If you’re in Maine, eat lobsta.
That’s what my friend and I were determined to do, and her research for the best lobster roll in Portland Maine led us to a little white cottage shack with an outdoor bar on the pier called the Portland Lobster Company. An Australian-accented Google Maps guide (did you know you could change the voice?) delivered us straight to the restaurant, but did not find us a parking spot. For that, we had to drive around until we found a paid parking lot with empty spots.
Downtown Portland was hopping with outdoorsy-clad ladies, tourists in t-shirts, and kids holding on to parents’ hands walking up the boutiques in vintage brick buildings and waterfront eateries. According to History of Portland on MaineGuide.com, Portland was settled in 1633 and though it grew to be a city, four fires destroyed it, so most buildings you see today were constructed in the 1800s. The place has a cool, historic vibe and laid-back energy that made me wish I had extended my stay to explore.
Back to the grub. Portland Lobster Co.’s counter service style is efficient: diners can order inside or place their order at the bar and are given a lobster-shaped buzzer. If you want to sit on the deck, a greeter with an iPad will put you on the waiting list. Everything is made to order and takes about 30 minutes, so we happily sat on the pier in the sunshine with a view of the tour boats, which float vacationers around the river to gaze at lighthouses and watch the seals.
On one side of the dock, the gate was filled with locks. Maine Magazine explains that one couple added a lock to the fence after a cocktail-filled evening, and others added to create a collection. “The result is a tribute to Maine and a visual catalogue of individual love stories,” the author writes, and continues, “Locks are printed with names, decorated with paint, and attached to the fence. Custom dictates that you should throw the key into a nearby body of water, and it seems highly likely that many couples have done just that.”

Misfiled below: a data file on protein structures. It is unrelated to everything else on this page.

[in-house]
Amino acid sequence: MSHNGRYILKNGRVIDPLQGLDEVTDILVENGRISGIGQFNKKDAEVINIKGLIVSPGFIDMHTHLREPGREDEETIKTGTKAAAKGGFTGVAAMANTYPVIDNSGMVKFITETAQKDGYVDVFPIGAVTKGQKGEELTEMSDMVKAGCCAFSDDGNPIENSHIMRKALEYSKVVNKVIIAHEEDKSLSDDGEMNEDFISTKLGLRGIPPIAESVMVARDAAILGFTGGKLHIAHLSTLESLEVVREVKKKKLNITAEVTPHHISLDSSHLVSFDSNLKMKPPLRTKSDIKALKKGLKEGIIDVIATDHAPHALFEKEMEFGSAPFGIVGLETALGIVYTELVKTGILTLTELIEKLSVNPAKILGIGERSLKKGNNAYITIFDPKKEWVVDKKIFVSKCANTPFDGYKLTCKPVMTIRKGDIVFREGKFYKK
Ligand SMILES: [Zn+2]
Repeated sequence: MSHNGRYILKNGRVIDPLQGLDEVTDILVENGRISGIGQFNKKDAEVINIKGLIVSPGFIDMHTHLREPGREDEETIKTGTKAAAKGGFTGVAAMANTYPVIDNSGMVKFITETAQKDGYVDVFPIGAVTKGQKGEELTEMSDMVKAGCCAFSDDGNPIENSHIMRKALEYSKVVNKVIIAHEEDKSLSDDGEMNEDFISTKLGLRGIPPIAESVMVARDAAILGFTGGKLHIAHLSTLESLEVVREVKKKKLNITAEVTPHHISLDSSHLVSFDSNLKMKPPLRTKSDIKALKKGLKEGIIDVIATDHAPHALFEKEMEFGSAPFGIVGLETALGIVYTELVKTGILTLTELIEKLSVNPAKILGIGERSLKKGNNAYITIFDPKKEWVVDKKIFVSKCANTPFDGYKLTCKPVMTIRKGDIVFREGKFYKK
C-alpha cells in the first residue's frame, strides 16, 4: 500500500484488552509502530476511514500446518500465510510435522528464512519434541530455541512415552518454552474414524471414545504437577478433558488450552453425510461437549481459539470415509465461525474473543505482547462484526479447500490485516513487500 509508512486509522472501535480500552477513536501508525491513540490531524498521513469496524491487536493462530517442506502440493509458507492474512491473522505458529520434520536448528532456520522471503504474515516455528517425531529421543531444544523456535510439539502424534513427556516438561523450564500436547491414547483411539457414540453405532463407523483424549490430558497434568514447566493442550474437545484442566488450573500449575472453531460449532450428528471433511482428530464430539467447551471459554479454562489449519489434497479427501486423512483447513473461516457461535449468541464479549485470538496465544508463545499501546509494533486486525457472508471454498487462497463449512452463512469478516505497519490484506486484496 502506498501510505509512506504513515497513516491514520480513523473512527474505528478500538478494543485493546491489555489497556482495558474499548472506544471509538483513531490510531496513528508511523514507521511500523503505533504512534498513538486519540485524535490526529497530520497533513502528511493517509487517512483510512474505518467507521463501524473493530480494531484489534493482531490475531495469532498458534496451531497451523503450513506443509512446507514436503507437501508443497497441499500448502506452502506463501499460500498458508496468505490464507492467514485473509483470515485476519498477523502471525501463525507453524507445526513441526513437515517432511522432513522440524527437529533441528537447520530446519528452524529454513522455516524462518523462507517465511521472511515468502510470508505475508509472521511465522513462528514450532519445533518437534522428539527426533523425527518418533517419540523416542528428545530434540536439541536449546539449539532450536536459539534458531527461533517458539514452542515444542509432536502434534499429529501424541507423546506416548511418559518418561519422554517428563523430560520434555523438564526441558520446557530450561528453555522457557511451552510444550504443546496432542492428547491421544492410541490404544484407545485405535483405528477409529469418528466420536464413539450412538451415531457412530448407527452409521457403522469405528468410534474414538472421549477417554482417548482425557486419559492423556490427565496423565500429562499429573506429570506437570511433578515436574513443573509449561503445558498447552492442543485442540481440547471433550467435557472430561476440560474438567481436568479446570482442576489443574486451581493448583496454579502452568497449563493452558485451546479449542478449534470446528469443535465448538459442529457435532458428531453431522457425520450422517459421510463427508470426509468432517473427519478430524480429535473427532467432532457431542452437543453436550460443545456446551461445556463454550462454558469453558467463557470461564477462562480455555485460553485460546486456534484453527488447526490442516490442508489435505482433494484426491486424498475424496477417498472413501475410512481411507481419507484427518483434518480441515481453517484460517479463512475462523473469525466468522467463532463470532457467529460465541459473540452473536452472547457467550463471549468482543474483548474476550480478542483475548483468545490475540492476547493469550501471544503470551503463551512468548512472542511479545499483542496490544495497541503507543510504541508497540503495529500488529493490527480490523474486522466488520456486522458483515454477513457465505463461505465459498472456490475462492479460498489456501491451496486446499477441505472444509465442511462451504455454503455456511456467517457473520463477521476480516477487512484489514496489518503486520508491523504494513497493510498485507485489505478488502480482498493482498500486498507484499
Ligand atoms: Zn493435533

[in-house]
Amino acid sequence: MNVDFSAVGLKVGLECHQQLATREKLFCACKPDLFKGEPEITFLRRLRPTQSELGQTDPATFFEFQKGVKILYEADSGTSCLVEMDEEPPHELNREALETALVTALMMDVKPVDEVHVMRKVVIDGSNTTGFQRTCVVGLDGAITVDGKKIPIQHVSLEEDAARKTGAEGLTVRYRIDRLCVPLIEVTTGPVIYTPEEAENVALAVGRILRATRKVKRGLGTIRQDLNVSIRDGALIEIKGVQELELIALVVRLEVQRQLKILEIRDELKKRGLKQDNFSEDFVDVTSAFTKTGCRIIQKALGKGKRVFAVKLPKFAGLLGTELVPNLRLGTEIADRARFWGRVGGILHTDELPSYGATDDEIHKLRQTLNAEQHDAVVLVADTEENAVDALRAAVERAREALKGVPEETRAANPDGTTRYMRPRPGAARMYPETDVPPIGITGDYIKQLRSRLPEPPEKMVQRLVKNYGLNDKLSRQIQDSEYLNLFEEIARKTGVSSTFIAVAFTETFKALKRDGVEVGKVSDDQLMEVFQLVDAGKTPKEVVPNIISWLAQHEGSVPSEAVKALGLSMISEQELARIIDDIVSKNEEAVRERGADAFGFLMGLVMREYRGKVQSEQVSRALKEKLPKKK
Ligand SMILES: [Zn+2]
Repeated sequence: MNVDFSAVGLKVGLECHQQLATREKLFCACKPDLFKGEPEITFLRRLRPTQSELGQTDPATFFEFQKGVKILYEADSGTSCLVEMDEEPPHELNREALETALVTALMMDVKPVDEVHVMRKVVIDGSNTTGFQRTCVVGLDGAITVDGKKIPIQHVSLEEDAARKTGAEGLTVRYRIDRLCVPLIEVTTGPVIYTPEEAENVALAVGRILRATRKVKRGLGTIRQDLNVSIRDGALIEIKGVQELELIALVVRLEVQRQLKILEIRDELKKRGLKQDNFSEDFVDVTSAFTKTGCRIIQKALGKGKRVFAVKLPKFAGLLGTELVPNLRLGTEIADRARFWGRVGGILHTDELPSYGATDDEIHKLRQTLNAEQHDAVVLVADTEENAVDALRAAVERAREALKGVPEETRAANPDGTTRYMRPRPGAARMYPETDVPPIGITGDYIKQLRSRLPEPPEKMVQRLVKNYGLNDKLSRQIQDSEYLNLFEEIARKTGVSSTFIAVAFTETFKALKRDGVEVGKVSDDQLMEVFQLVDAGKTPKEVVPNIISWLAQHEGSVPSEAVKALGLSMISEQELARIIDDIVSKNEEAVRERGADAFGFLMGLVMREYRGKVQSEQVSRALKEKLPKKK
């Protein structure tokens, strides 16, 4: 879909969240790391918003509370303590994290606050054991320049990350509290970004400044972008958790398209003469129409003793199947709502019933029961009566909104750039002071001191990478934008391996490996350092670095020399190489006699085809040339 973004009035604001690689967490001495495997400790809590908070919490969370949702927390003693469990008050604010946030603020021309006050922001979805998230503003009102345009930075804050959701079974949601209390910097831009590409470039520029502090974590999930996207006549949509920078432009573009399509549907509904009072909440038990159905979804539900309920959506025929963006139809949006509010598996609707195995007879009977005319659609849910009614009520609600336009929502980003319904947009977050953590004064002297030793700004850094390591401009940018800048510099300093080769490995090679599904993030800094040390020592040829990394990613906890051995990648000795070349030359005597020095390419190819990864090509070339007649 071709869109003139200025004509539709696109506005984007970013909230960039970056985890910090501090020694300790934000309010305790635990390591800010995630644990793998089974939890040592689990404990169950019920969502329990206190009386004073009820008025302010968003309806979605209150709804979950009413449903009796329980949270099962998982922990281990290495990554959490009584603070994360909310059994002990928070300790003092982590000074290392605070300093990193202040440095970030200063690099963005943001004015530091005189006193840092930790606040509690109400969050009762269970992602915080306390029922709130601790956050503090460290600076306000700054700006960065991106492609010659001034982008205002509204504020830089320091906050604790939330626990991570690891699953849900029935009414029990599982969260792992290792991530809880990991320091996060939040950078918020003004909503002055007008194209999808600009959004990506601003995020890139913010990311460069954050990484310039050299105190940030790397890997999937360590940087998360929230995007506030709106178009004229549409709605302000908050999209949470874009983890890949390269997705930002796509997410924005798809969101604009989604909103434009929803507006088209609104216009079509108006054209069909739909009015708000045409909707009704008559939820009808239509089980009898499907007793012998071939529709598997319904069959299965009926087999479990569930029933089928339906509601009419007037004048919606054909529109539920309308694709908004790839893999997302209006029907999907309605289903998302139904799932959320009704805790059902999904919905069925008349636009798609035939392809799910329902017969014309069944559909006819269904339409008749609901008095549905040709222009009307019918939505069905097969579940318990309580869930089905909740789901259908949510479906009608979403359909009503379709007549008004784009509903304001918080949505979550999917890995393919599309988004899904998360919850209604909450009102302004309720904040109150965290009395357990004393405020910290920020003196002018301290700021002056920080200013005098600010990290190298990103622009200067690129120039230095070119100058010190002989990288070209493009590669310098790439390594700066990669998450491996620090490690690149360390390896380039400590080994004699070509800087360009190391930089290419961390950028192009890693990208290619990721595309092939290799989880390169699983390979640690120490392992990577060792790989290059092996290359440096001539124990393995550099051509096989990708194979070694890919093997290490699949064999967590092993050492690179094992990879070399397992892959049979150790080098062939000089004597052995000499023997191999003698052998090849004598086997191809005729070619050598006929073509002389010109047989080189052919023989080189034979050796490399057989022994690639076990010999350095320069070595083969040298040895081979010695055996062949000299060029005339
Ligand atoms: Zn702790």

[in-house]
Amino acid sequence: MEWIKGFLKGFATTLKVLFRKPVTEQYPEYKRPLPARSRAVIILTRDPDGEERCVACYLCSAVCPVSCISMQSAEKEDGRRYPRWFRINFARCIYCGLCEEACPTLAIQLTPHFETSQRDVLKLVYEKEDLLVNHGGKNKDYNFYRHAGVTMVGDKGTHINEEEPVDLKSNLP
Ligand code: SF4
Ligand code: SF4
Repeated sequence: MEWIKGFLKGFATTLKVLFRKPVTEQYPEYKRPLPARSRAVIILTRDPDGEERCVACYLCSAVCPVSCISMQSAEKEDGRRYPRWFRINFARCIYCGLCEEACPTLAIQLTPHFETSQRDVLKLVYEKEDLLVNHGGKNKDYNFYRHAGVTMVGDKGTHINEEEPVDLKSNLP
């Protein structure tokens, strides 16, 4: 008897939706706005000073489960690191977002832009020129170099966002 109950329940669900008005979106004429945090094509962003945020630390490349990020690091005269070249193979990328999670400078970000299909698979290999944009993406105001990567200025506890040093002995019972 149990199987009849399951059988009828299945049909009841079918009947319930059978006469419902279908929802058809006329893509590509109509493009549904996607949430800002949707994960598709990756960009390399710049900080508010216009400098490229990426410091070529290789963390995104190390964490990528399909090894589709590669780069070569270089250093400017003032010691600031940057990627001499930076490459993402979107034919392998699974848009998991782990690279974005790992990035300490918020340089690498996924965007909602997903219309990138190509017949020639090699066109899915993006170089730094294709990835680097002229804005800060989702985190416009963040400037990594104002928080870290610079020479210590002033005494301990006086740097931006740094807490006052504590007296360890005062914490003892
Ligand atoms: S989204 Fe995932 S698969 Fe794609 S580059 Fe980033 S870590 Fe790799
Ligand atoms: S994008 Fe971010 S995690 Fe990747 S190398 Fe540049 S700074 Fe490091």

The best kind of lobster roll, in my opinion, is one that isn’t muddled in mayonnaise.
Portland Lovster Co. nailed it. Toasted bun, a pile of lobster, and lettuce.
If I were to go back to this town, I would head straight for the Portland Lobster Co. The menu stars lobster, but is remarkably extensive given the size of the restaurant.
After our late lobster lunch, we journeyed to the Mecca of prep, the signature L.L. Bean store, about 20 minutes away from downtown Portland in the charming Freeport. This shopping center resembles an Americana Main Street, rather than an outdoor mall, with cottages and brick buildings along a sidewalk-lined road that house retailers such as Sperry, Banana Republic, and Ann Taylor Loft. Parking was not a problem here: situated behind the shops lies a convenient and gigantic parking lot.
From a distance we could see the two-story tall Bean Boot, which beckons shoppers to the entrance. “Teenagers have jacked up the price of Bean boots,” my friend commented with a laugh, which we both agreed is perplexing since the boots have been around for ages. To be precise: Bean boots have been around since 1912, and in recent years have had a surge in popularity, creating a wait list. The Popular Mechanic article,”The never-ending greatness of L.L. Bean’s Boots,” states the wait list was recently as high as a 100,000 and since it takes 45 minutes to make a pair of boots, my assumption is it will probably keep growing.
“You’re the lamest business traveler ever,” says my husband, because I am often tempted to hole up in my hotel room and relax. Pajamas! Quiet! Wifi! Lots of pillows! It’s just so much work to figure out something non-work related to do on a work trip… But now, I’m committed: when traveling, do the touristy thing. My three non-work hours were a mini vacation to a place I’d never been – I’m pleased I tried a lobster in Maine and went shopping to boot.
Other food travel reading: the best brunch in Myrtle Beach and a lesson learned at Farmstead in Napa: How to eat an artichoke
Also all photos were taken with my Fuji x100s, my favorite all-around camera I take with me everyplace, and is excellent for travel photography.